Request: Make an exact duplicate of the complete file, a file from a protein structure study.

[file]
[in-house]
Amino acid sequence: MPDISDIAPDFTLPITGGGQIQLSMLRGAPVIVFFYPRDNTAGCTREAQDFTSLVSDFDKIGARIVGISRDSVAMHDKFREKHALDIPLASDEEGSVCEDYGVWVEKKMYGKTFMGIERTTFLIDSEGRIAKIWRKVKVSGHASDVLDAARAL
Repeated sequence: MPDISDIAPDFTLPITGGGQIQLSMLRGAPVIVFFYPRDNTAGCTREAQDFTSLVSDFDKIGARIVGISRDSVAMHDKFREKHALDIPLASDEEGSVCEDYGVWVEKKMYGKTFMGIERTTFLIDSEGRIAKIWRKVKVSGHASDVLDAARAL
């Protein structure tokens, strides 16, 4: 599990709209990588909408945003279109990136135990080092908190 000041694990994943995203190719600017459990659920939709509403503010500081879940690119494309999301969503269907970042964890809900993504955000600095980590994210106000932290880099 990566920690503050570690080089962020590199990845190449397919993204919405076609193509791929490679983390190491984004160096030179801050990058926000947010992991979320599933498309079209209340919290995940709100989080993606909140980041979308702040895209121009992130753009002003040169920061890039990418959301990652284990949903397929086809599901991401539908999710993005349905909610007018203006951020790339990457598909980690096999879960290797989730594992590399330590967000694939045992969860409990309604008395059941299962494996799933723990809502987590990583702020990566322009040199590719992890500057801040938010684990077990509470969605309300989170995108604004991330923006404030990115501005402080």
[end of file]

[in-house]
Amino acid sequence: MPDISDIAPDFTLPITGGGQIQLSMLRGAPVIVFFYPRDNTAGCTREAQDFTSLVSDFDKIGARIVGISRDSVAMHDKFREKHALDIPLASDEEGSVCEDYGVWVEKKMYGKTFMGIERTTFLIDSEGRIAKIWRKVKVSGHASDVLDAARAL
Repeated sequence: MPDISDIAPDFTLPITGGGQIQLSMLRGAPVIVFFYPRDNTAGCTREAQDFTSLVSDFDKIGARIVGISRDSVAMHDKFREKHALDIPLASDEEGSVCEDYGVWVEKKMYGKTFMGIERTTFLIDSEGRIAKIWRKVKVSGHASDVLDAARAL
């Protein structure tokens, strides 16, 4: 599990709209990588909408945003279109990136135990080092908190 000041694990994943995203190719600017459990659920939709509403503010500081879940690119494309999301969503269907970042964890809900993504955000600095980590994210106000932290880099 990566920690503050570690080089962020590199990845190449397919993204919405076609193509791929490679983390190491984004160096030179801050990058926000947010992991979320599933498309079209209340919290995940709100989080993606909140980041979308702040895209121009992130753009002003040169920061890039990418959301990652284990949903397929086809599901991401539908999710993005349905909610007018203006951020790339990457598909980690096999879960290797989730594992590399330590967000694939045992969860409990309604008395059941299962494996799933723990809502987590990583702020990566322009040199590719992890500057801040938010684990077990509470969605309300989170995108604004991330923006404030990115501005402080």